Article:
When we get movies to review for Nightmarish Conjurings, it’s usually a free for all, sometimes we have little to go on besides a title, such was the case when I picked THE VAST OF NIGHT. I scored a jackpot picking this film, let me tell you about this gem.
As the movie starts, the visuals are already striking, the lighting is dim, and it’s a Friday night in the small town of Cayuga, New Mexico during the late 1950s. Everyone in town is headed to the high school for tonight’s big basketball game. Everyone except local DJ Everett Sloan, and high schooler/smart girl/band geek/town switchboard operator, both of whom are headed to their respective evening jobs. The shots of the gym are lit in yellow, perfectly mimicking the lighting of the era. The townies are dressed to perfection, the cars are to die for, the lingo is spot on, and it all starts out with an ode to The Twilight Zone.
Long, panoramic shots through the town zig and zag, giving you a true feeling for how small this town really is. There’s a lot of dirt roads, not so many streets, cutscenes look like they are being broadcast on a TV from the 40s, grainy, lots of lines, like a Philco Tandem Predicta, circa 1958. (Did I mention that I scored with this movie? The 1950s are life; the clothes, the cars, the music, Mid Century Modern and Atomic Age design are everything, this flick had me drooling over the aesthetics like it was made for me.)
As our main characters settle in for the evening, Everett in his DJ studio spinning tracks and taking dedications, Fay at her switchboard, everything seems hunky dory, until Faith’s radio (she’s listening to Everett doing his show) gets weird with a strange transmission taking over the airwaves briefly, then the same sound comes in through a call to the switchboard. Faith calls Everett to talk about the odd sounds and suddenly we are Alice down the rabbit hole. With the entire town at the basketball game, Everett and Faith are left to figure things out on their own, asking listeners to call in with theories. Leaving the station and the switchboard to their own defences, these two are off and running in an attempt to find the source of the sounds.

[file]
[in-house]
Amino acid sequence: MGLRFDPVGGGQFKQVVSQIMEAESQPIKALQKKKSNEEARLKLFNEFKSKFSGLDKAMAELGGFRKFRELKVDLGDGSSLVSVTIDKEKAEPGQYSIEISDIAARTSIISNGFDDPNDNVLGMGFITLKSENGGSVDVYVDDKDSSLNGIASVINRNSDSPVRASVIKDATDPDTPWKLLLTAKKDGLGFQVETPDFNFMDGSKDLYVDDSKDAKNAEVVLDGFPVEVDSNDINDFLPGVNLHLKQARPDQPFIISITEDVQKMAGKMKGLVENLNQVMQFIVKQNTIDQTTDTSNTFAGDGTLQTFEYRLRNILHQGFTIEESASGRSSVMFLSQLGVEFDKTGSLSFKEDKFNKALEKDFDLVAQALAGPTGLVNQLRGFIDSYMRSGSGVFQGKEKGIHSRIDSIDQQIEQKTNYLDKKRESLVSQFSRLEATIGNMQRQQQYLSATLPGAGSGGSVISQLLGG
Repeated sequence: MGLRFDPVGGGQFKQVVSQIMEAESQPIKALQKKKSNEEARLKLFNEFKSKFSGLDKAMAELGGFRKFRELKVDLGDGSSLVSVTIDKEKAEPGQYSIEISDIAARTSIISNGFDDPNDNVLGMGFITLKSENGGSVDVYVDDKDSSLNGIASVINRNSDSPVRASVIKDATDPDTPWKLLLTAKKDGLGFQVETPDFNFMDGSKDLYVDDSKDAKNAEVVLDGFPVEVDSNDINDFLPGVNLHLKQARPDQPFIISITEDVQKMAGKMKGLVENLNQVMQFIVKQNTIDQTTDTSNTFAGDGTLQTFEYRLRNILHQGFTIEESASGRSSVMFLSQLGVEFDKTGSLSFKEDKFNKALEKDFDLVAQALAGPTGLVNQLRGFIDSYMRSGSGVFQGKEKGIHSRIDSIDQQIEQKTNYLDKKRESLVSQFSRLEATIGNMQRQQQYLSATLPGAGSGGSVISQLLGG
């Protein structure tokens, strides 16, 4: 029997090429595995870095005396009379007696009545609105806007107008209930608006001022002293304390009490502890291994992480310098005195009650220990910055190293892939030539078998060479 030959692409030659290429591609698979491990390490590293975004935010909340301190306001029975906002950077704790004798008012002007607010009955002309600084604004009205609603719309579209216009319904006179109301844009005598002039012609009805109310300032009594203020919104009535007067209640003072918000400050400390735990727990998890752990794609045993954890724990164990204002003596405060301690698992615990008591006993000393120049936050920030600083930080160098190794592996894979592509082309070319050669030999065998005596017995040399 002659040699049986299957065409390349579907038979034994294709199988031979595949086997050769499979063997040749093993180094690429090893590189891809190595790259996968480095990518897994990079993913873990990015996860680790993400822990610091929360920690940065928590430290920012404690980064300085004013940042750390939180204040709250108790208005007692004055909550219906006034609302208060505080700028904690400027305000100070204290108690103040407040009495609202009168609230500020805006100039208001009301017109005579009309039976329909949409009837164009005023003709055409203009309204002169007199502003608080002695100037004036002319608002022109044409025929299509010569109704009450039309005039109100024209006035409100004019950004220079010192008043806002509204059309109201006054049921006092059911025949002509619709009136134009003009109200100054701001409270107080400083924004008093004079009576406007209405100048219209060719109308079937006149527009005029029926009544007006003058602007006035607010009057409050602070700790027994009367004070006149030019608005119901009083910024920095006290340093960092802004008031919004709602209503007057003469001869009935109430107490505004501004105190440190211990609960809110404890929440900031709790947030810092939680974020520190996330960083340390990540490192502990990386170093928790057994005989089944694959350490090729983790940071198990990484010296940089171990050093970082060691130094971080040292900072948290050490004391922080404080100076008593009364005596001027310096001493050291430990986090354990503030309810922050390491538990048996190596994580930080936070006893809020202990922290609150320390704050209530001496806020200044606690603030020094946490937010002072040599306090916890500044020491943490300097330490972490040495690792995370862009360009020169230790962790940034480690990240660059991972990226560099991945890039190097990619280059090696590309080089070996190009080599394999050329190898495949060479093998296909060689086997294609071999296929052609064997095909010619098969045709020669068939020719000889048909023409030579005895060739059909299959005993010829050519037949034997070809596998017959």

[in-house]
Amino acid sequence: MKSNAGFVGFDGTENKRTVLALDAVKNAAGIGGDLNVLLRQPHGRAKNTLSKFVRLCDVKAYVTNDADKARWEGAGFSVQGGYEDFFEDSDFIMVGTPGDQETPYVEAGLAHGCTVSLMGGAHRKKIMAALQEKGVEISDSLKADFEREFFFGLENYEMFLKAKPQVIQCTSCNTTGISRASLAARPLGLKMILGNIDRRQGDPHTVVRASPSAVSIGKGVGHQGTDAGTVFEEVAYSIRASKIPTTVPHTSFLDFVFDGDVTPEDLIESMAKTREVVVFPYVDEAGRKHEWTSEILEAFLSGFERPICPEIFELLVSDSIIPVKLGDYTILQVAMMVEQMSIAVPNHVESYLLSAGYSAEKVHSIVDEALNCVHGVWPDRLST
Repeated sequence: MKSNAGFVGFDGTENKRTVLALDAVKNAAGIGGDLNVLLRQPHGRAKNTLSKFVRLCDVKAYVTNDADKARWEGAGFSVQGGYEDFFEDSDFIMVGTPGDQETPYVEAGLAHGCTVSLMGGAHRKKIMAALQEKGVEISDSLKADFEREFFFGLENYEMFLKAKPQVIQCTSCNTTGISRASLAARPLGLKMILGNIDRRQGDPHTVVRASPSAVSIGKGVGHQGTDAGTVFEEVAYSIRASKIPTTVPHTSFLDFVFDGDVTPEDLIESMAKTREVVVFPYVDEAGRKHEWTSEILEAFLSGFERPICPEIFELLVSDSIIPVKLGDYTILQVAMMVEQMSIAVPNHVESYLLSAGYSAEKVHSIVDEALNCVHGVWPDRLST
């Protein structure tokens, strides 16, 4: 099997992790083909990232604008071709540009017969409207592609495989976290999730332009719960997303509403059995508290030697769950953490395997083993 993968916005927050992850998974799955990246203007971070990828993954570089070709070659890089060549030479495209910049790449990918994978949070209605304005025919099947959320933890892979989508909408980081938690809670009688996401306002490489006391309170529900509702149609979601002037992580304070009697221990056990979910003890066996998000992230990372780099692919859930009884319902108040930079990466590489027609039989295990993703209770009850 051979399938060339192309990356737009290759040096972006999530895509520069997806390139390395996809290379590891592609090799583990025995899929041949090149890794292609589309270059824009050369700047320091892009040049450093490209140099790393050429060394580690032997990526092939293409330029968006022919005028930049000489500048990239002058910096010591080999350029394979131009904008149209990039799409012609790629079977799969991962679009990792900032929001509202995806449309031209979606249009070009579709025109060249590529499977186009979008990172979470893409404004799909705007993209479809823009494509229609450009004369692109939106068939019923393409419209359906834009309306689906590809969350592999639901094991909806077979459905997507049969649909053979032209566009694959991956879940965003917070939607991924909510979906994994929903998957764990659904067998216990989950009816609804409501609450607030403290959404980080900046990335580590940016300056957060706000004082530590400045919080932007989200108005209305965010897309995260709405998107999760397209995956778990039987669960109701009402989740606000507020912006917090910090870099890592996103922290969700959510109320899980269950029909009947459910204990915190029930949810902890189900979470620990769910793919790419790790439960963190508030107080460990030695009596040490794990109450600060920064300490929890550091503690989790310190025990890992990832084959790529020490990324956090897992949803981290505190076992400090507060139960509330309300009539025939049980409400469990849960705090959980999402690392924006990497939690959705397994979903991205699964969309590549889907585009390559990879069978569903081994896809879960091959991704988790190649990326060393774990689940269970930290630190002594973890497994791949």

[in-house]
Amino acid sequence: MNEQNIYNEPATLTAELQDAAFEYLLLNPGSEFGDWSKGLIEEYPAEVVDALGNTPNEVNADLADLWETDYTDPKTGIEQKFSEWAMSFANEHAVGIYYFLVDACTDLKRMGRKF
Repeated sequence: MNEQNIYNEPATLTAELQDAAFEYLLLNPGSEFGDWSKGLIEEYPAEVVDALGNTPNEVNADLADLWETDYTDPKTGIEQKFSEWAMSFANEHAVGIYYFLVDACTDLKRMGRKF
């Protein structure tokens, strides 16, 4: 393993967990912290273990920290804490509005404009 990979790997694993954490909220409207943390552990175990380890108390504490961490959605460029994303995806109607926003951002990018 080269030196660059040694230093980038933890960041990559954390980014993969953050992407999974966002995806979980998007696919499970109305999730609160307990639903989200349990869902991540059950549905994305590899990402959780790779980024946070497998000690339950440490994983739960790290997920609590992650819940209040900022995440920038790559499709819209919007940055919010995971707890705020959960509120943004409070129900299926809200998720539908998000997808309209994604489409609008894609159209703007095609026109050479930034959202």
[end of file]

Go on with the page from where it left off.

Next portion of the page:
Written by James Montague and Craig W. Sanger, directed by Andrew Patterson (I can’t find anything else by Patterson, and I am about to lose my mind thinking this is his first full-length film), and cinematography by Miguel Ioann Littin Menz, who joined the crew from Chile, where he has had a vast career in movies and TV. Learning that he does cinematography on foreign films makes so much sense when I look back at the feel of this film as I cannot recall the last time a film made me feel like this. The copy I watched did not list anyone for editing, so hopefully, they see this and know that they did a magical job. And because they did a perfect job of clothing such a large cast for the townies heading to the basketball game, and our mains, I have to show Michelle Harvey and Jamie Reed some love, the costuming was impeccable to the era.
Now let’s talk about our mains, Everett and Fay, performed to a T by Jake Horowitz and Sierra McCormick; Jake has the patois of a cool cat that everyone wants to know, the DJ spinning platters at the local radio station. He is so believable in this part. He has some tongue-twisting lines and he does not falter, and plays so well with Sierra’s Fay, a sixteen-year-old with an obvious crush, but who is still able to maintain a conversation and sound like she knows what she’s talking about. She is so believable and passionate as their mystery unfolds. Somebody, please cast them in more movies. They truly made this movie.
THE VAST OF NIGHT made me turn down the lights so I could wrap myself in the perfect darkness created by the team of Patterson and Littin Menz, holding me in its grip for 90 minutes, giving me chills the whole way through. The story written by Montague and Sanger took me back in time and made me fall in love with Everett and Faith, and I want to have this movie’s baby.
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